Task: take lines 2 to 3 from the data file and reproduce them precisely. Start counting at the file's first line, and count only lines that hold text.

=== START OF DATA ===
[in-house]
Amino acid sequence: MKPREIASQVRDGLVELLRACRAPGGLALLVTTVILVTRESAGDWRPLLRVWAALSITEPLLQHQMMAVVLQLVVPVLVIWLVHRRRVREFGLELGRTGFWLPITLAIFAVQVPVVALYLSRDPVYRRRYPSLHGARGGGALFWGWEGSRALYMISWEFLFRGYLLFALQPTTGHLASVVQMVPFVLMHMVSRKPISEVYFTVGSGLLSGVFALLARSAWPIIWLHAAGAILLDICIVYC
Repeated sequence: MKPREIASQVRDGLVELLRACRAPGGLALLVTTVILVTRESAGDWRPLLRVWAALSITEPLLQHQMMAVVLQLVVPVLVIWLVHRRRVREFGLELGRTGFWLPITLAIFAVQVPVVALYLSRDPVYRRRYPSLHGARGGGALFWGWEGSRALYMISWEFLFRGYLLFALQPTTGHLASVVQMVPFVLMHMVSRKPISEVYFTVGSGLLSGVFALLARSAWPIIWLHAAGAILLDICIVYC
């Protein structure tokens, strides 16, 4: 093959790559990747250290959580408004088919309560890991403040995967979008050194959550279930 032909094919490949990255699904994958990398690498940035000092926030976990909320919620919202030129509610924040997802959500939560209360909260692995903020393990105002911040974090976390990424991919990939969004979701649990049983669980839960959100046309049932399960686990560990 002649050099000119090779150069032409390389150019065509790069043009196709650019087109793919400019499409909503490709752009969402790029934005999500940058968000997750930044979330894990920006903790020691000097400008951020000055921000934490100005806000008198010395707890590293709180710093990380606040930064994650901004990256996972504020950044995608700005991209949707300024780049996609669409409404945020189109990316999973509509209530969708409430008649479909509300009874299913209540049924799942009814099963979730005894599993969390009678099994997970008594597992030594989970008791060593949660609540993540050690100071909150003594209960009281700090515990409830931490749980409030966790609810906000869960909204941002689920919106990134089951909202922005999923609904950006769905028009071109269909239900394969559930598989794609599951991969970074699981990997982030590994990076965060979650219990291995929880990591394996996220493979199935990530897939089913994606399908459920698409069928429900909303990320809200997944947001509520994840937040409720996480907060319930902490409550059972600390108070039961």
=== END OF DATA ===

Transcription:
Amino acid sequence: MKPREIASQVRDGLVELLRACRAPGGLALLVTTVILVTRESAGDWRPLLRVWAALSITEPLLQHQMMAVVLQLVVPVLVIWLVHRRRVREFGLELGRTGFWLPITLAIFAVQVPVVALYLSRDPVYRRRYPSLHGARGGGALFWGWEGSRALYMISWEFLFRGYLLFALQPTTGHLASVVQMVPFVLMHMVSRKPISEVYFTVGSGLLSGVFALLARSAWPIIWLHAAGAILLDICIVYC
Repeated sequence: MKPREIASQVRDGLVELLRACRAPGGLALLVTTVILVTRESAGDWRPLLRVWAALSITEPLLQHQMMAVVLQLVVPVLVIWLVHRRRVREFGLELGRTGFWLPITLAIFAVQVPVVALYLSRDPVYRRRYPSLHGARGGGALFWGWEGSRALYMISWEFLFRGYLLFALQPTTGHLASVVQMVPFVLMHMVSRKPISEVYFTVGSGLLSGVFALLARSAWPIIWLHAAGAILLDICIVYC